The Lakers wounds are self-inflicted.
Sure, injuries can strike any team, but that doesn’t impact the effort on defense. Or how you share the ball on offense. Or any host of things that plague the Lakers that have nothing to do with Steve Nash and Pau Gasol.
Paul Millsap put it this way after he scored 24 and his Jazz beat the Lakers Sunday night.
“They did it to themselves,” Millsap said of the 9-12 Lakers. “Our defense was pretty good, but they had no ball movement and that made it easier on us just to try to load up, keep them out of the paint and let them fire up some 3s.”
Except the Lakers hit those threes — they were 15-of-28, or 53.6 percent. The Lakers got 40.9 percent of their points from three pointers.
What killed the Lakers was their inconsistent defense. Which has really been their biggest issue all season. As the brilliant Tom Ziller noted over at SBN, the Lakers actually have outscored their opponents by 65 total points this season, an average of 3.1 per game. Use that to get an expected win-loss and you’d get 13-8. Not 9-12.
Which means stat-friendly Lakers fans can say “things are bound to turn around.” But the reason they are 9-12 is the inconsistent defense, the lapses for entire games (Utah Sunday) or just a quarter (losses to Orlando and Houston). That is their self-inflicted wound. That is the end of the floor they need to fix, and that is not new coach Mike D’Antoni’s forte.
DALLAS (AP) The Dallas Mavericks have signed rookie forward Ben Bentil to a 10-day contract to fill one of the two spots from a roster shake-up that came at the trading deadline.
The addition of Bentil on Sunday puts the Ghana native in position to make his NBA debut. The former Providence player was drafted in the second round by Boston but was waived during the preseason.
Bentil has played in the NBA Development League and in China since the Celtics let him go. He played 13 games in two stints with Fort Wayne in the D-League, interrupted by an 11-game stint with Xinjiang in China.
The Mavericks had two roster spots after sending Andrew Bogut and Justin Anderson to Philadelphia in a deal for Nerlens Noel and waiving guard Deron Williams.
Giannis Antetokounmpo and Marquese Chriss got into a bit of a scuffle on Sunday, with the Milwaukee Bucks star earning a technical foul for his role in the hubbub.
It happened midway through the first quarter in Milwaukee after Antetokounmpo blocked Chriss on defense, then charged down the floor on the fastbreak.
Antetokounmpo drew the foul on Chriss, who was bumping with the Milwaukee wing with his arms up and his elbow parallel to the floor.
Chriss’ right elbow was above Antetokounmpo’s head, and there appeared to be incidental contact between the two players.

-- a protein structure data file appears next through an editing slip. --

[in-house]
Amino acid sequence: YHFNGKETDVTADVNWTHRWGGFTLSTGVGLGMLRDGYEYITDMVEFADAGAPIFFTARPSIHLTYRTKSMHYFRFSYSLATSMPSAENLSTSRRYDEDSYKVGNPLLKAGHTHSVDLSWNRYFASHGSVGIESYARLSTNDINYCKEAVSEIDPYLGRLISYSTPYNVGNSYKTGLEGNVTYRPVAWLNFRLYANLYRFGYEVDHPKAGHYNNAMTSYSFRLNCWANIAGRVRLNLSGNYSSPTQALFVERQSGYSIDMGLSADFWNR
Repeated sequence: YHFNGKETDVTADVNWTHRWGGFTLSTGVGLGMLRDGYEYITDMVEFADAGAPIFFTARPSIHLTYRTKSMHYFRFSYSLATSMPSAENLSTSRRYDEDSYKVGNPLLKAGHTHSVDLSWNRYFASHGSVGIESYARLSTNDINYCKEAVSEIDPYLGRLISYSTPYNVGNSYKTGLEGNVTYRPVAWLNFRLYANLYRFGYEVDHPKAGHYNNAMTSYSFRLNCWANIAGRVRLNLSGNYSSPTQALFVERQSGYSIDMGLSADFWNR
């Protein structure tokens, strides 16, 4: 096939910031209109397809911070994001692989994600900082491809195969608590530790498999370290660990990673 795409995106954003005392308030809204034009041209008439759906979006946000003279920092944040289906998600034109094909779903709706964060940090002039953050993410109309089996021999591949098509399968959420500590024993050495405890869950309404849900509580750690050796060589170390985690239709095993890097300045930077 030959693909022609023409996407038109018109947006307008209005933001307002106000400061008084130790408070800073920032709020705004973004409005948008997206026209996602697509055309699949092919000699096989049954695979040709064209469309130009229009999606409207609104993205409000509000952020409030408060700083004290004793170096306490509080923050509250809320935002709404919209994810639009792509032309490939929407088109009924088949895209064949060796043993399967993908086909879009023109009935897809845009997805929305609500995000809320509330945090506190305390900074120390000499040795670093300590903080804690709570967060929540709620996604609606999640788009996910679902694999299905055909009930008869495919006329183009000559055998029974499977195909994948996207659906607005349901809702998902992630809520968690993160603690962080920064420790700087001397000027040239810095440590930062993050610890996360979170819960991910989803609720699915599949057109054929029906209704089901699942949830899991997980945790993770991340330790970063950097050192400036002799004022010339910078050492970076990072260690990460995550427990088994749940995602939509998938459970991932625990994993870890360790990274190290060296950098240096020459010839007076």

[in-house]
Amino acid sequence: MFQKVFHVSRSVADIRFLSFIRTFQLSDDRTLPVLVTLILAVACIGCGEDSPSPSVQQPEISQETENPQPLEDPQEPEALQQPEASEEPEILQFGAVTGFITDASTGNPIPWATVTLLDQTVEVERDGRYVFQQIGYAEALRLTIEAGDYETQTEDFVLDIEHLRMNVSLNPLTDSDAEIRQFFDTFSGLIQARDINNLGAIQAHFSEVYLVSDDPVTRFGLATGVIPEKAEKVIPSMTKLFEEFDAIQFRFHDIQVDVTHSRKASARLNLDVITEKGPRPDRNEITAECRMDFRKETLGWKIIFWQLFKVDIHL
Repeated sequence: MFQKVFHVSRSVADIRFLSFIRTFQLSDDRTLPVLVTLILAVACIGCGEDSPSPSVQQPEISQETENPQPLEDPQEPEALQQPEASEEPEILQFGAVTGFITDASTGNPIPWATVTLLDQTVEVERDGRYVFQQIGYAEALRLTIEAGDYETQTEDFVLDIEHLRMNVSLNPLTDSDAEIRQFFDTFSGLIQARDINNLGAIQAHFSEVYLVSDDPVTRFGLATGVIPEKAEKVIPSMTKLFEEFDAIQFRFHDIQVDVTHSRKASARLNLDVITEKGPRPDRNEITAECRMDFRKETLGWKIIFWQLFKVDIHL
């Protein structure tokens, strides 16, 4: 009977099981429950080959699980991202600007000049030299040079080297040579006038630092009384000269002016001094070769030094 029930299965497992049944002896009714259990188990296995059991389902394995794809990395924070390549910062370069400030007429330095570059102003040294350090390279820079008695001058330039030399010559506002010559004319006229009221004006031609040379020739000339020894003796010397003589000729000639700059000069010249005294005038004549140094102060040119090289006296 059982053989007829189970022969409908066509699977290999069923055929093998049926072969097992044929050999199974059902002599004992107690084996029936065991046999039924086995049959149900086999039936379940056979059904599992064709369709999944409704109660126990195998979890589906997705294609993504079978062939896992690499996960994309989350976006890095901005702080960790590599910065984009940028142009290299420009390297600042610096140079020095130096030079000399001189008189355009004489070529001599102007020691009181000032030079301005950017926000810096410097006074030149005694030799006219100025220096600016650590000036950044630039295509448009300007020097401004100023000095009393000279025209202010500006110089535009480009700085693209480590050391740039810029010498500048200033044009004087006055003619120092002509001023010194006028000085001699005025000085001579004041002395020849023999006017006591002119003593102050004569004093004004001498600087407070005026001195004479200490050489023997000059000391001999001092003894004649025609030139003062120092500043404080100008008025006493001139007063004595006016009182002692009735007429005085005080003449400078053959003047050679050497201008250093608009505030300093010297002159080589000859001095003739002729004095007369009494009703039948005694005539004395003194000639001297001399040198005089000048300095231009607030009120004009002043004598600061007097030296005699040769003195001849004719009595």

That, and a bump on the floor from Chriss’ leg sent Antetokounmpo off as the two ended up against the stanchion with Antetokounmpo pushing at Chriss.
After review, Chriss was assessed the foul and Antetokounmpo was given a technical.
Utah Jazz center Rudy Gobert has been fined $25,000 for making contact with an official during the third quarter of Friday’s game between the Jazz and the Milwaukee Bucks.
The incident occured with 5:19 left in the third after a drive to the bucket by Giannis Antetokounmpo. The Bucks star was driving past Jazz wing Joe Johnson, who fouled Antetokounmpo as he went up with a shot over Gobert in the paint.
A foul was whistled on Johnson, but it appeared that Gobert thought the call was initially on him despite his up-and-down contest.
That sent Gobert flying after the official, where he made slight contact, earning him an immediate technical foul.
Video of the incident was released by the NBA and can be viewed here.
Vlade Divac has started the clock on his own success or failure as an NBA GM with the Sacramento Kings. Speaking with the Sacramento Bee this week in a long Q & A, Divac said that if the DeMarcus Cousins trade hasn’t put the Kings in a better position in two years he will step down.
The trade that sent Cousins and teammate Omri Casspi to the New Orleans Pelicans returned Buddy Hield, a first round pick with protections, Tyreke Evans, Langston Galloway, and a second round pick.
Via the Sacramento Bee:
Q: Well, the pressure is on you now. It’s pretty clear that Divac, not Ranadive, is making the personnel decisions. Some people still can’t believe Ranadive actually stepped aside and allowed you to trade his favorite player.
A: That’s my job, and I take responsibility. And I totally understand why some fans would be upset. They supported DeMarcus, and I like DeMarcus a lot. But I believe we are going to be in a better position in two years. I want to hear again from these same people in two years. If I’m right, great. If I’m wrong, I’ll step down. But if I go down, I’m going down my way.
Divac also mentioned that he approached Cousins’ management team about anger therapy, and again harped on the move as being the right thing for the “culture” he wants to build in Sacramento.
The clock is ticking.